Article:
Kenya

Integrating the Leadership Development Program into Guyana's national nursing school training (watch video): Guyana HIV/AIDS Reduction and Prevention, phase two (GHARP II), a PEPFAR-funded and USAID-supported project.

Developing Strong Health Leaders Saves Lives, the newest edition of MSH's Global Health Impact e-newsletter (subscribe), features:

Mary Ngari, Permanent Secretary of Kenya’s Ministry of Medical Services, addresses conference attendees on the first day. {Photo credit: MSH.}Photo credit: MSH.

In my 35 years working in international health, I've attended hundreds of conferences. Conferences are opportunities to exchange ideas and form connections. They’re often fascinating. But once in a while a conference itself can be a pivotal moment. A great example was last year’s International AIDS Conference, the first held in the United States after President Obama finally lifted the longstanding travel ban against foreigners living with HIV.

And recently, people around MSH, and throughout the Kenya health community, have been talking about Kenya’s First National Conference on Health Leadership, Management and Governance. The conference, held in early February, demonstrated the long-term vision of the Kenyans who are running the health system. These leaders understand the value of training health systems managers to improve the quality of service delivery.

Conference attendees were still full of energy on the final day of Kenya’s First National Conference on Health Leadership, Management and Governance. {Photo credit: MSH.}Photo credit: MSH.

After a very busy week scurrying around behind the scenes at Kenya’s First National Conference on Health Leadership, Management and Governance, the staff of the USAID-funded Leadership, Management and Sustainability project in Kenya (LMS/Kenya) gathered on Friday morning before the start of the fourth and final day. Generally, the last day of a conference is filled with summaries and closing-day formalities. But this time, Project Director Karen Caldwell informed us that we still had one essential task ahead. Our challenge was to assist the more than 250 participants to articulate, with a common voice, a clear and actionable “Way Forward” based on all of the rich and complex discussions of the many sessions, skills-building workshops, and networking meetings that had occurred during the past week. This is critical as Kenya is transitioning to a new health sector governance structure that will give responsibility for service delivery to the county-level authorities; for many conference attendees it was their first opportunity to discuss how they can shape and support this process.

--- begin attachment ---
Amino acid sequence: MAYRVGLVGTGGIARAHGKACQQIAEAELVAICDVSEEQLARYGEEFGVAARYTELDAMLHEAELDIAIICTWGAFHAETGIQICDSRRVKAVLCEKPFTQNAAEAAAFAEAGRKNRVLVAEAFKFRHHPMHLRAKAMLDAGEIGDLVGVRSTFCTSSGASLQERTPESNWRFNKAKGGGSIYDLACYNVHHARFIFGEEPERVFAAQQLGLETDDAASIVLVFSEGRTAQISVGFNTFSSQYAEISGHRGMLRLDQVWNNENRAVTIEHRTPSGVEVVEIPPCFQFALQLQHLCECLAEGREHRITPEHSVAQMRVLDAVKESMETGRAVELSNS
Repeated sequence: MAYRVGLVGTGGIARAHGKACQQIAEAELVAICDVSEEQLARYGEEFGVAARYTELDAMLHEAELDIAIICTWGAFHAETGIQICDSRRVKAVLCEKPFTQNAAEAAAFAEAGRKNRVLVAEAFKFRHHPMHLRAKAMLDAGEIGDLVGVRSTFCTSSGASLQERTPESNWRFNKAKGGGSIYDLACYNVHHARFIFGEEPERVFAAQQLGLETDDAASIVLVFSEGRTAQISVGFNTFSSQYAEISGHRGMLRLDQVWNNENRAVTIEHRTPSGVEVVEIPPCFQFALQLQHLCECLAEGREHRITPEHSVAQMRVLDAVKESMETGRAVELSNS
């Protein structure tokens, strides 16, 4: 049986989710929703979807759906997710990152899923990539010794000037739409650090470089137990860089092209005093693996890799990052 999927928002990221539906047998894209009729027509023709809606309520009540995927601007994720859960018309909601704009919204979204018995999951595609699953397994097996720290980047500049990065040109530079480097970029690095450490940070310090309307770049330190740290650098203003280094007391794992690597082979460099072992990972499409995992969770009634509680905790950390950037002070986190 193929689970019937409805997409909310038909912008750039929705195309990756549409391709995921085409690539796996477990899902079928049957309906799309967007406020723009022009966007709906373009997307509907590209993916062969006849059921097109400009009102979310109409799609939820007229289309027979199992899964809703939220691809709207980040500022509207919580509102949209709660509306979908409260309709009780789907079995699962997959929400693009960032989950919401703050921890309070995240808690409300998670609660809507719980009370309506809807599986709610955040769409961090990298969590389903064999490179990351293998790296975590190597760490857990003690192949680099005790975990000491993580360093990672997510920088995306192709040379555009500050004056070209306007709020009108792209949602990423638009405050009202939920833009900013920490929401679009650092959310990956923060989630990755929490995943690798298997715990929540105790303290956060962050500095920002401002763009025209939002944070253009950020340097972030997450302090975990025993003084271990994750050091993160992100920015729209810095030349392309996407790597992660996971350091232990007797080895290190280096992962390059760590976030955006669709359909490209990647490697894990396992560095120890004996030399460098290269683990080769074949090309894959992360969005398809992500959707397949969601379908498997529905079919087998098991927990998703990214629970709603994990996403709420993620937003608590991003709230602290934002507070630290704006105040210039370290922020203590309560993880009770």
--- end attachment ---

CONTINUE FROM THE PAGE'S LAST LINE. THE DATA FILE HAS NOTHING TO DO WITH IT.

Maria Francisco, USAID, with guest speakers from Ethiopia, Dr. N. Kedir Bilal, and Ghana, Dr. Elias Sory. {Photo credit: MSH.}Photo credit: MSH.

Today, in Nairobi, Kenya, we’re celebrating the opening of the First National Conference on Health Leadership, Management and Governance, a joint undertaking of the Ministry of Medical Services and the Ministry of Public Health and Sanitation with support from Management Sciences for Health through the USAID-funded Leadership, Management and Sustainability Project in Kenya (LMS/Kenya).